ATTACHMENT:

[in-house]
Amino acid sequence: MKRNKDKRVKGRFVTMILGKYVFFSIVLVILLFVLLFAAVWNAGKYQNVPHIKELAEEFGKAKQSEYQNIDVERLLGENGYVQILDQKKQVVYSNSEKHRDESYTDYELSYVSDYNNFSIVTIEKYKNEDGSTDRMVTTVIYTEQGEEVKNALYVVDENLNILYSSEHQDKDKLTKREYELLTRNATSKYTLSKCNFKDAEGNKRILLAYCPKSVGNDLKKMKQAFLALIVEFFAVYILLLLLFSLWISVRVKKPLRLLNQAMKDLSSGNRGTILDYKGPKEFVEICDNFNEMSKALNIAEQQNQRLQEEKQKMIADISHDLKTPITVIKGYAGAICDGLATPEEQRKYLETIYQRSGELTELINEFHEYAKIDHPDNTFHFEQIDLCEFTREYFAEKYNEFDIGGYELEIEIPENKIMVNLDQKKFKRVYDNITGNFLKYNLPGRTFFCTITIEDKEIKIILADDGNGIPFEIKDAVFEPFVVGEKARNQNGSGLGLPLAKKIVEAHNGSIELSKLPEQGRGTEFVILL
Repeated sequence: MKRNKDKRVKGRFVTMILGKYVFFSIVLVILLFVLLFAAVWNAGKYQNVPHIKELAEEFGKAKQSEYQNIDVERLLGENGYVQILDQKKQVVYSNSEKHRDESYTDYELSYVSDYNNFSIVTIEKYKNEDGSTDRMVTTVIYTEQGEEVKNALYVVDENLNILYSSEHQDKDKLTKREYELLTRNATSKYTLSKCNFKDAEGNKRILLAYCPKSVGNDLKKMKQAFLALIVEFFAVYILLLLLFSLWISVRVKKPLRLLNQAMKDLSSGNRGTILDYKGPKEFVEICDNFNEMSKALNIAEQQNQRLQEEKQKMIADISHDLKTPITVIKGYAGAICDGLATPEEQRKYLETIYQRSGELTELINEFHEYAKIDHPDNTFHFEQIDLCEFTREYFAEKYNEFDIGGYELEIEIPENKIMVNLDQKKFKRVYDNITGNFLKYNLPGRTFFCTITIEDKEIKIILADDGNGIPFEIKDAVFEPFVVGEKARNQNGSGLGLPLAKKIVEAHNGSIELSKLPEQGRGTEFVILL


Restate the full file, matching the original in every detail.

[in-house]
Amino acid sequence: MKRNKDKRVKGRFVTMILGKYVFFSIVLVILLFVLLFAAVWNAGKYQNVPHIKELAEEFGKAKQSEYQNIDVERLLGENGYVQILDQKKQVVYSNSEKHRDESYTDYELSYVSDYNNFSIVTIEKYKNEDGSTDRMVTTVIYTEQGEEVKNALYVVDENLNILYSSEHQDKDKLTKREYELLTRNATSKYTLSKCNFKDAEGNKRILLAYCPKSVGNDLKKMKQAFLALIVEFFAVYILLLLLFSLWISVRVKKPLRLLNQAMKDLSSGNRGTILDYKGPKEFVEICDNFNEMSKALNIAEQQNQRLQEEKQKMIADISHDLKTPITVIKGYAGAICDGLATPEEQRKYLETIYQRSGELTELINEFHEYAKIDHPDNTFHFEQIDLCEFTREYFAEKYNEFDIGGYELEIEIPENKIMVNLDQKKFKRVYDNITGNFLKYNLPGRTFFCTITIEDKEIKIILADDGNGIPFEIKDAVFEPFVVGEKARNQNGSGLGLPLAKKIVEAHNGSIELSKLPEQGRGTEFVILL
Repeated sequence: MKRNKDKRVKGRFVTMILGKYVFFSIVLVILLFVLLFAAVWNAGKYQNVPHIKELAEEFGKAKQSEYQNIDVERLLGENGYVQILDQKKQVVYSNSEKHRDESYTDYELSYVSDYNNFSIVTIEKYKNEDGSTDRMVTTVIYTEQGEEVKNALYVVDENLNILYSSEHQDKDKLTKREYELLTRNATSKYTLSKCNFKDAEGNKRILLAYCPKSVGNDLKKMKQAFLALIVEFFAVYILLLLLFSLWISVRVKKPLRLLNQAMKDLSSGNRGTILDYKGPKEFVEICDNFNEMSKALNIAEQQNQRLQEEKQKMIADISHDLKTPITVIKGYAGAICDGLATPEEQRKYLETIYQRSGELTELINEFHEYAKIDHPDNTFHFEQIDLCEFTREYFAEKYNEFDIGGYELEIEIPENKIMVNLDQKKFKRVYDNITGNFLKYNLPGRTFFCTITIEDKEIKIILADDGNGIPFEIKDAVFEPFVVGEKARNQNGSGLGLPLAKKIVEAHNGSIELSKLPEQGRGTEFVILL